Doing three loads of darks instead of paying my bills. Paying my bills instead of steaming those vegetables going limp in the fridge. Eating another energy bar instead of doing my back exercises because I don’t have the energy to exercise. Telling myself that doing laundry is exercise. Doing the dishes from yesterday after spending the rest of the day cooking instead of doing the writing I’ve been meaning to do for five weeks. Sitting down to write but remembering that I forgot to meditate again. Sitting down to meditate instead of sitting down to write and feeling more stress and sniff and snot coming on than anything approaching enlightenment. Then getting off my meditation bench and getting a load of whites started. Just another day at the office of life.
Guilt is the soul’s vacuum cleaner as it frantically runs over itself and begins sucking our own insides out for all eternity. And never finishes cleaning anything in the process. I had been feeling very guilty about not writing each week. I also hadn’t finished writing anything for weeks on end. Hmmm.
At the very moment that Hmmm hit my head, a little bell went off in my head as well. Well, on the washing machine. But, as I started shoving the hot wet whites into the dryer, a big insight flooded my little brain with big white a-ha light.
For months I have been trying and trying, again and again, to start working again but each start kept turning into fits and starts, again and again. I was Not Doing What I Am Supposed To Be Doing (i.e. something that is hopefully a “contribution” and somehow “big” and “important” and “meaningful”). As that Hmmm ooched my clenched mental fingers ever so slightly off of their tight grip on guilt, I suddenly and profoundly and white light-ly realized that there is No Way We Can Do Whatever We Are Supposed To Do on this earth without also going through and even deeply into the many times — down times, quiet times, hard times, lots of times — that we must do All Of The Other Things That Need Doing, Too.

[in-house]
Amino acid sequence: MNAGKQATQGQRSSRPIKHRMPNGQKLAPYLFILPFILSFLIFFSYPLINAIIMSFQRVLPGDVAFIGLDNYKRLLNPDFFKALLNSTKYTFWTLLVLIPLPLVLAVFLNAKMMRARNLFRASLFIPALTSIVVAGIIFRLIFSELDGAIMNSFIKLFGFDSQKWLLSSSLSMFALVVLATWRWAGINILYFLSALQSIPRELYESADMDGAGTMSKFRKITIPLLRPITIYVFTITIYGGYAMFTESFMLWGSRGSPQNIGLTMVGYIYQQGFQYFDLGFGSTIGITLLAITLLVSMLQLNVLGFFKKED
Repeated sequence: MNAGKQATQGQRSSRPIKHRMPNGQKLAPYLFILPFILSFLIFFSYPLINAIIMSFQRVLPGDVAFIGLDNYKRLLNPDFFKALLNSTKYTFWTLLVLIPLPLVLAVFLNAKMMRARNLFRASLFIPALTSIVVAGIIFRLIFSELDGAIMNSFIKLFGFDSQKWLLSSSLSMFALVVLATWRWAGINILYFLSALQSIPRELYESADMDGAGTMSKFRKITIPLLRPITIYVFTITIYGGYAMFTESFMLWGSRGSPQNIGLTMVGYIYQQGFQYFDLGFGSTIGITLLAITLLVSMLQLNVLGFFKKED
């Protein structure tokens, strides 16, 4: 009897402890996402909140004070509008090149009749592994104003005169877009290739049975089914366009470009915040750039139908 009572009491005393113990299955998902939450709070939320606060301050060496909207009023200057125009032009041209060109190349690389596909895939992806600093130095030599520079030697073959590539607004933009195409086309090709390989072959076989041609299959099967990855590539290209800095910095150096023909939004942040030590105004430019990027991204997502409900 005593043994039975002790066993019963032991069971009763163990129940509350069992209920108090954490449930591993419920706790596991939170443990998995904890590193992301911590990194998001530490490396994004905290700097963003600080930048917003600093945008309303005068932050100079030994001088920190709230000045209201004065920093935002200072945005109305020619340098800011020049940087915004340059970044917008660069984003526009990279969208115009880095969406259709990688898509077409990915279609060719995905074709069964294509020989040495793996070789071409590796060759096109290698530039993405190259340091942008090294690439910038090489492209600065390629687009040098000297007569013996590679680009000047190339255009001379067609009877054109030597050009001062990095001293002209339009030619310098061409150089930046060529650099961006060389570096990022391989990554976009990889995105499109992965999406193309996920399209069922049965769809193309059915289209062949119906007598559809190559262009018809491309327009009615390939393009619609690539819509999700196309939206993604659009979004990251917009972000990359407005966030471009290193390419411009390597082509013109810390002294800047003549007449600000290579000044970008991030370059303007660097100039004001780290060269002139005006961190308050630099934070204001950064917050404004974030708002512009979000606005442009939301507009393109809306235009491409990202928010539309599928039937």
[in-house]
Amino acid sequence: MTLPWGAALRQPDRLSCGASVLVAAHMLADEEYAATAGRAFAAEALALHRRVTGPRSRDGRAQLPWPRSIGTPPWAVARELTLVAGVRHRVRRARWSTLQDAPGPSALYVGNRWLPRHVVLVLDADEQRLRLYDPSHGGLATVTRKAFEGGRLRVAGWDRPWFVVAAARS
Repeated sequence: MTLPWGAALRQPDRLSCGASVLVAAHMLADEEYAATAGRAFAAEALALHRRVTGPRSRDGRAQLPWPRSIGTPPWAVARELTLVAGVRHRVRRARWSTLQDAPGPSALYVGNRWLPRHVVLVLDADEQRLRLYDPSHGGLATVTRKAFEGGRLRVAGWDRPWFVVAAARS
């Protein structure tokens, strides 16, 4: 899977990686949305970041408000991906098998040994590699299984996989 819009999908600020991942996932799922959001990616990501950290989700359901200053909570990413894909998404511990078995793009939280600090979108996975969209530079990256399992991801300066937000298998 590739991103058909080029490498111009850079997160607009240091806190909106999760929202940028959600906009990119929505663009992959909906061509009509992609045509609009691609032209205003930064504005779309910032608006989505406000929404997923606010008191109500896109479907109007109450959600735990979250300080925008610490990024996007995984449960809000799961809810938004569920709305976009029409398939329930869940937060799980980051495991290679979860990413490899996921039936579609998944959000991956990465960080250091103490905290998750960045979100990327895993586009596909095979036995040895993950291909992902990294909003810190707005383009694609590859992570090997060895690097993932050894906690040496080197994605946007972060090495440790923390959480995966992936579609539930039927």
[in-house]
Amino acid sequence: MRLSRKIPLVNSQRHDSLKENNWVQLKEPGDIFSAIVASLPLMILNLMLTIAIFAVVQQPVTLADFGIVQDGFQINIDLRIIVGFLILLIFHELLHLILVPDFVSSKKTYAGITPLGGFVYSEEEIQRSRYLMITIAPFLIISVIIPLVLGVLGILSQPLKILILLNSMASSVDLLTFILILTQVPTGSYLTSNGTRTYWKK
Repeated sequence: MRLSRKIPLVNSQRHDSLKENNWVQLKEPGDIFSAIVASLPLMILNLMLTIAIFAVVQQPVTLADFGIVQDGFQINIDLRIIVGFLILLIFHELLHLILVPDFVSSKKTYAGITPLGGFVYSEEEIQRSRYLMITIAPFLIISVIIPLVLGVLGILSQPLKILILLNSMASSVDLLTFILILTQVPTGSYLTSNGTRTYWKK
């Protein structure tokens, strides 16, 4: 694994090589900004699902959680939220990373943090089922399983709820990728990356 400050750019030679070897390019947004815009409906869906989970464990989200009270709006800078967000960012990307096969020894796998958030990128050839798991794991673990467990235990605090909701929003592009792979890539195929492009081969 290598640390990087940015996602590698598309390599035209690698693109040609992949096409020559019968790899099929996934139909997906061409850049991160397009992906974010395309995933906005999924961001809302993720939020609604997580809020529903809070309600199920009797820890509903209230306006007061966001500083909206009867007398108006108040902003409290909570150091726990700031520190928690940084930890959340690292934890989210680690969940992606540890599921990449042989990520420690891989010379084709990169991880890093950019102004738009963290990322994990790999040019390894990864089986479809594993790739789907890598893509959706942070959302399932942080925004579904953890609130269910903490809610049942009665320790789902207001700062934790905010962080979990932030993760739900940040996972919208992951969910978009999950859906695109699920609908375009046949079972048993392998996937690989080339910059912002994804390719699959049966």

I also realized, in this truly immense little moment in front of my washing machine, that it’s not just the laundry that needs doing. Confusion needs doing. Fear and doubt and distraction and even procrastination need actual doing, too. That’s the way they teach us whatever it is they need to teach us… which is another way of saying whatever it is we are needing to learn.
We just really need to do these things we’d honestly rather not do with as much consideration and awakeness as we hope to bring to the big and important and meaningful things. If we don’t, those precious few big and important and meaningful moments won’t be — actually can’t be — as big or important or meaningful as they otherwise would or can be.
Joy and fire and light sure are fun in the moment. But, the fact is that the majority of the moments of our lives are at best merely non-inspiring. Some are absolutely painful, even devastating. Nevertheless, all of these non-firejoylight moments are not what we must get over, around or past to finally behold and be bathed in some distant cosmic light. They are the quiet fire and forge for that very light. For all light. Whether we like it or not.
Fight these many times, and we stand in front of the washing machine for the rest of our lives. Live really into them, and we become more enlightened each time we stand in front of our washing machines. And finish all four loads. And, in good time, get to and accomplish every other accomplishment that still seems worth accomplishing after seeing such light. Baptism after baptism, by the umpteenth rinse cycle.
Just then, arms overflowing with warm whites like mounds of abounding blessings, I recalled a book whose title has always influenced me even as I have never actually gotten around to reading it. And have always felt a little guilty for that. The writer is a biggie in American Buddhism.
Pir Vilayat Khan, the 75-year-old head of the Sufi Order in the West, confid[ed,] “Of so many great teachers I’ve met in India and Asia, if you were to bring them to America, get them a house, two cars, a spouse, three kids, a job, insurance, and taxes … they would all have a hard time.”
That’s one cool Sufi. I kept flipping through the book. It’s basically stuffed with anecdotes of people from many faith traditions who have been to their various mountaintops and then had to deal with the sticky prosaic work of bringing their fistfuls of light back into regular life.
I caught a few more great thoughts, but I didn’t keep the book. I didn’t feel guilty about it, either. I had to get back home and start dinner. I have so many other books to get back to, and so many more to discover. I have eternal aspirations and eternal laundry. In a never-ending cycle.
I am blessed to have both.